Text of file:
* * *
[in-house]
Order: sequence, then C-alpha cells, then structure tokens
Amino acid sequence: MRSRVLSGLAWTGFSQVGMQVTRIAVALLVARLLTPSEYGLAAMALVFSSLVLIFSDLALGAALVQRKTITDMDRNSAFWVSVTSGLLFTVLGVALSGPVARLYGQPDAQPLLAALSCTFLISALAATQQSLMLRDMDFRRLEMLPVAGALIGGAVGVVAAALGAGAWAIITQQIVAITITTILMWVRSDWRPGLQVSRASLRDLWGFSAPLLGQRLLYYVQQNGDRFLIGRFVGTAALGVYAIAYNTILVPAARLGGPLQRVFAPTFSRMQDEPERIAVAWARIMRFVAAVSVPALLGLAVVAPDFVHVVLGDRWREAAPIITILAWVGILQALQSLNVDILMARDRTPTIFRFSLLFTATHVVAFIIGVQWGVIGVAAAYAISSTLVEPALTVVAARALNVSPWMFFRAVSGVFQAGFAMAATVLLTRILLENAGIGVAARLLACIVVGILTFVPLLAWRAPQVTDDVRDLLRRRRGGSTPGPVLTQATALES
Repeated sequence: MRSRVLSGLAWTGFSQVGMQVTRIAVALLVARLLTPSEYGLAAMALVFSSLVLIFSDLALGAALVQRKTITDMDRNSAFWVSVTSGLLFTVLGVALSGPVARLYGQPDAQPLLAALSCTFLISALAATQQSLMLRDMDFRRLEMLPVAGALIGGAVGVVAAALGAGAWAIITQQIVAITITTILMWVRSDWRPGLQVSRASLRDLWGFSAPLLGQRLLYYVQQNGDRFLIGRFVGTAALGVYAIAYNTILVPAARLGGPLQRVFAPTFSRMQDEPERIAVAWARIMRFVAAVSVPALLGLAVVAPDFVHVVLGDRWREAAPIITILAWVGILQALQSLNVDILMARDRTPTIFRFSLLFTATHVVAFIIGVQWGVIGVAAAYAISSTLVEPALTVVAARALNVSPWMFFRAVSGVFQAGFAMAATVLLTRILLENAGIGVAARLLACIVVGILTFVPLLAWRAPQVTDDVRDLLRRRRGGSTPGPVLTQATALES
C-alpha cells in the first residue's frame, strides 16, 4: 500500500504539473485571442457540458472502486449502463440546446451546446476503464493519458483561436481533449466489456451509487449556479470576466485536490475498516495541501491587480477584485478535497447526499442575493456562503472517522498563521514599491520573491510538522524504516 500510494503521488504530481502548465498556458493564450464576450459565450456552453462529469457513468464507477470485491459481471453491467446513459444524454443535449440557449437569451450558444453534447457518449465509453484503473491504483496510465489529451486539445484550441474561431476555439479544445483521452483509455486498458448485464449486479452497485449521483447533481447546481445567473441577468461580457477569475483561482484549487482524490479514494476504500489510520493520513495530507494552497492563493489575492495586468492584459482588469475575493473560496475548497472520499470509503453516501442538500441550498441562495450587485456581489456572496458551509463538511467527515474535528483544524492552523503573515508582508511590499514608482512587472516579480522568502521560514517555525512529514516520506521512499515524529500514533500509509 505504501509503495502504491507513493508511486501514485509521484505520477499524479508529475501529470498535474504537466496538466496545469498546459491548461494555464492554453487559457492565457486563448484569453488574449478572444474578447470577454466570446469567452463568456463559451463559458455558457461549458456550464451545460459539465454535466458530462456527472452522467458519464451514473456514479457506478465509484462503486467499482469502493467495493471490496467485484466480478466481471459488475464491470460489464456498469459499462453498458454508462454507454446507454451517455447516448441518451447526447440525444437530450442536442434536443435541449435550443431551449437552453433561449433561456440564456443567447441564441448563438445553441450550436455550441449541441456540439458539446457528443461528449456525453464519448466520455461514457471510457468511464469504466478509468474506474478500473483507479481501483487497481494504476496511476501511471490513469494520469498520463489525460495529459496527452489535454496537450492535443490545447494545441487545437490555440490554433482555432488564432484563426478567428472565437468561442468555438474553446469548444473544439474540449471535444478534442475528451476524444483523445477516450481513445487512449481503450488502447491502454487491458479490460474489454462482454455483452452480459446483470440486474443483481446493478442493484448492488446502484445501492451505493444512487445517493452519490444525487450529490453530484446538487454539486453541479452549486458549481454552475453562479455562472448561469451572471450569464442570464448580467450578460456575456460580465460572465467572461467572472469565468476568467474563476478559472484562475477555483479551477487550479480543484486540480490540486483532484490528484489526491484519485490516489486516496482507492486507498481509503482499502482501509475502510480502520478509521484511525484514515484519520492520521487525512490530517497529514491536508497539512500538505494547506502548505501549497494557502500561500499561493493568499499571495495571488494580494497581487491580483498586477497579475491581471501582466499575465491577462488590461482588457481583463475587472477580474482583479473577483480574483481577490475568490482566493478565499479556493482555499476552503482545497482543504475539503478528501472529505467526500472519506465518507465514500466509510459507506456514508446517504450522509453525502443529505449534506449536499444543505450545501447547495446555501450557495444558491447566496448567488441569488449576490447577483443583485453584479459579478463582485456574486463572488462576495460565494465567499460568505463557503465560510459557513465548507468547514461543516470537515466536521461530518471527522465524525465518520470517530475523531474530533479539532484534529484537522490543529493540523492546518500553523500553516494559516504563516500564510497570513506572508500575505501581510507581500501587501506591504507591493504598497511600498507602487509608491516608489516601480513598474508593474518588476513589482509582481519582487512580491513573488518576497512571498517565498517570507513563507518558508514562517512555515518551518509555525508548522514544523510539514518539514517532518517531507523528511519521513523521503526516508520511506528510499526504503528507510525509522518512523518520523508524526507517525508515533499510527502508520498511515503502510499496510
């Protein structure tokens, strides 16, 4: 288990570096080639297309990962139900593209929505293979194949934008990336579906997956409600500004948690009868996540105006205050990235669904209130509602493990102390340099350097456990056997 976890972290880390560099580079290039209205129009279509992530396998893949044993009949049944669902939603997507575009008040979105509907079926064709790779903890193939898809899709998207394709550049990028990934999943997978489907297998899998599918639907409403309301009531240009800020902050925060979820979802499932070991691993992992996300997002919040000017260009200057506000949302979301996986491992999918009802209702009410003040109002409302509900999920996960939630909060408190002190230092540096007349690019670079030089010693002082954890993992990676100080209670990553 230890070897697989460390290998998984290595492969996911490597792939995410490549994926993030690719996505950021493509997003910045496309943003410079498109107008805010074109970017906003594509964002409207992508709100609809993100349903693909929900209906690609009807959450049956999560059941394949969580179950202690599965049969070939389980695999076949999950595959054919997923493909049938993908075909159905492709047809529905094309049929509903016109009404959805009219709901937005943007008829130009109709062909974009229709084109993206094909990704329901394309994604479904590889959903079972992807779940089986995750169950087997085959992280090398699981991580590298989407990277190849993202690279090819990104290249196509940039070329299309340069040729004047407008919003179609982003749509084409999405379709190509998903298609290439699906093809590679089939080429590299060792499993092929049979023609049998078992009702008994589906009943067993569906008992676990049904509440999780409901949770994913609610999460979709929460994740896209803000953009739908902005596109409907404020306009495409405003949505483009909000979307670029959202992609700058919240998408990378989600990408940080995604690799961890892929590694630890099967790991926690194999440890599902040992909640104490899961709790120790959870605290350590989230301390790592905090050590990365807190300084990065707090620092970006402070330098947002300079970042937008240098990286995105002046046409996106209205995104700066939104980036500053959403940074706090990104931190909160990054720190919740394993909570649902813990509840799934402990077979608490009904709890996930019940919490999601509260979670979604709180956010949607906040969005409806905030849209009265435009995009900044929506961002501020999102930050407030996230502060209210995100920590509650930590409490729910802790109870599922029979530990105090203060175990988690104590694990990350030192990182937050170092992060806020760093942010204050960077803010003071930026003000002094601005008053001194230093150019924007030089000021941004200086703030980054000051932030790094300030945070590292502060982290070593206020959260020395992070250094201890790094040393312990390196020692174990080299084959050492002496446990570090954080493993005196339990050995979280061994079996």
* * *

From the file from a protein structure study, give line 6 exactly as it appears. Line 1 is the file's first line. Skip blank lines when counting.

């Protein structure tokens, strides 16, 4: 288990570096080639297309990962139900593209929505293979194949934008990336579906997956409600500004948690009868996540105006205050990235669904209130509602493990102390340099350097456990056997 976890972290880390560099580079290039209205129009279509992530396998893949044993009949049944669902939603997507575009008040979105509907079926064709790779903890193939898809899709998207394709550049990028990934999943997978489907297998899998599918639907409403309301009531240009800020902050925060979820979802499932070991691993992992996300997002919040000017260009200057506000949302979301996986491992999918009802209702009410003040109002409302509900999920996960939630909060408190002190230092540096007349690019670079030089010693002082954890993992990676100080209670990553 230890070897697989460390290998998984290595492969996911490597792939995410490549994926993030690719996505950021493509997003910045496309943003410079498109107008805010074109970017906003594509964002409207992508709100609809993100349903693909929900209906690609009807959450049956999560059941394949969580179950202690599965049969070939389980695999076949999950595959054919997923493909049938993908075909159905492709047809529905094309049929509903016109009404959805009219709901937005943007008829130009109709062909974009229709084109993206094909990704329901394309994604479904590889959903079972992807779940089986995750169950087997085959992280090398699981991580590298989407990277190849993202690279090819990104290249196509940039070329299309340069040729004047407008919003179609982003749509084409999405379709190509998903298609290439699906093809590679089939080429590299060792499993092929049979023609049998078992009702008994589906009943067993569906008992676990049904509440999780409901949770994913609610999460979709929460994740896209803000953009739908902005596109409907404020306009495409405003949505483009909000979307670029959202992609700058919240998408990378989600990408940080995604690799961890892929590694630890099967790991926690194999440890599902040992909640104490899961709790120790959870605290350590989230301390790592905090050590990365807190300084990065707090620092970006402070330098947002300079970042937008240098990286995105002046046409996106209205995104700066939104980036500053959403940074706090990104931190909160990054720190919740394993909570649902813990509840799934402990077979608490009904709890996930019940919490999601509260979670979604709180956010949607906040969005409806905030849209009265435009995009900044929506961002501020999102930050407030996230502060209210995100920590509650930590409490729910802790109870599922029979530990105090203060175990988690104590694990990350030192990182937050170092992060806020760093942010204050960077803010003071930026003000002094601005008053001194230093150019924007030089000021941004200086703030980054000051932030790094300030945070590292502060982290070593206020959260020395992070250094201890790094040393312990390196020692174990080299084959050492002496446990570090954080493993005196339990050995979280061994079996």